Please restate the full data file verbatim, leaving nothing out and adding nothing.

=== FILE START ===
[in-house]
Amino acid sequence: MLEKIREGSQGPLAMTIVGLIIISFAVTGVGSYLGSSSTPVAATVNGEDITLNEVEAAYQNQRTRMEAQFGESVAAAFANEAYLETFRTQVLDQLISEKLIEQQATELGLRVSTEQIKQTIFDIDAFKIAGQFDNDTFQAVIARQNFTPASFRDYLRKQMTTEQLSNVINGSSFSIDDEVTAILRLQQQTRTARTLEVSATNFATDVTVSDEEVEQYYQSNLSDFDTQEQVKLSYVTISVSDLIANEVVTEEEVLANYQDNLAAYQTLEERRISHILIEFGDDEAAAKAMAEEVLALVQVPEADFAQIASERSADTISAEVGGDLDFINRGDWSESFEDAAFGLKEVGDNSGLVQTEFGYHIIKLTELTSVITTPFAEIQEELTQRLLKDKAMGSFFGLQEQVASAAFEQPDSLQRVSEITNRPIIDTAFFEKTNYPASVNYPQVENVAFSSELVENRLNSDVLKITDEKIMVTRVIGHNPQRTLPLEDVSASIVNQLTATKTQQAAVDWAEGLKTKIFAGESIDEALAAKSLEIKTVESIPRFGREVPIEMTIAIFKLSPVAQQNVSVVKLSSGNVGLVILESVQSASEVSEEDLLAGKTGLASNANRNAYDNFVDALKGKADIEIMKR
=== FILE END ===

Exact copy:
[in-house]
Amino acid sequence: MLEKIREGSQGPLAMTIVGLIIISFAVTGVGSYLGSSSTPVAATVNGEDITLNEVEAAYQNQRTRMEAQFGESVAAAFANEAYLETFRTQVLDQLISEKLIEQQATELGLRVSTEQIKQTIFDIDAFKIAGQFDNDTFQAVIARQNFTPASFRDYLRKQMTTEQLSNVINGSSFSIDDEVTAILRLQQQTRTARTLEVSATNFATDVTVSDEEVEQYYQSNLSDFDTQEQVKLSYVTISVSDLIANEVVTEEEVLANYQDNLAAYQTLEERRISHILIEFGDDEAAAKAMAEEVLALVQVPEADFAQIASERSADTISAEVGGDLDFINRGDWSESFEDAAFGLKEVGDNSGLVQTEFGYHIIKLTELTSVITTPFAEIQEELTQRLLKDKAMGSFFGLQEQVASAAFEQPDSLQRVSEITNRPIIDTAFFEKTNYPASVNYPQVENVAFSSELVENRLNSDVLKITDEKIMVTRVIGHNPQRTLPLEDVSASIVNQLTATKTQQAAVDWAEGLKTKIFAGESIDEALAAKSLEIKTVESIPRFGREVPIEMTIAIFKLSPVAQQNVSVVKLSSGNVGLVILESVQSASEVSEEDLLAGKTGLASNANRNAYDNFVDALKGKADIEIMKR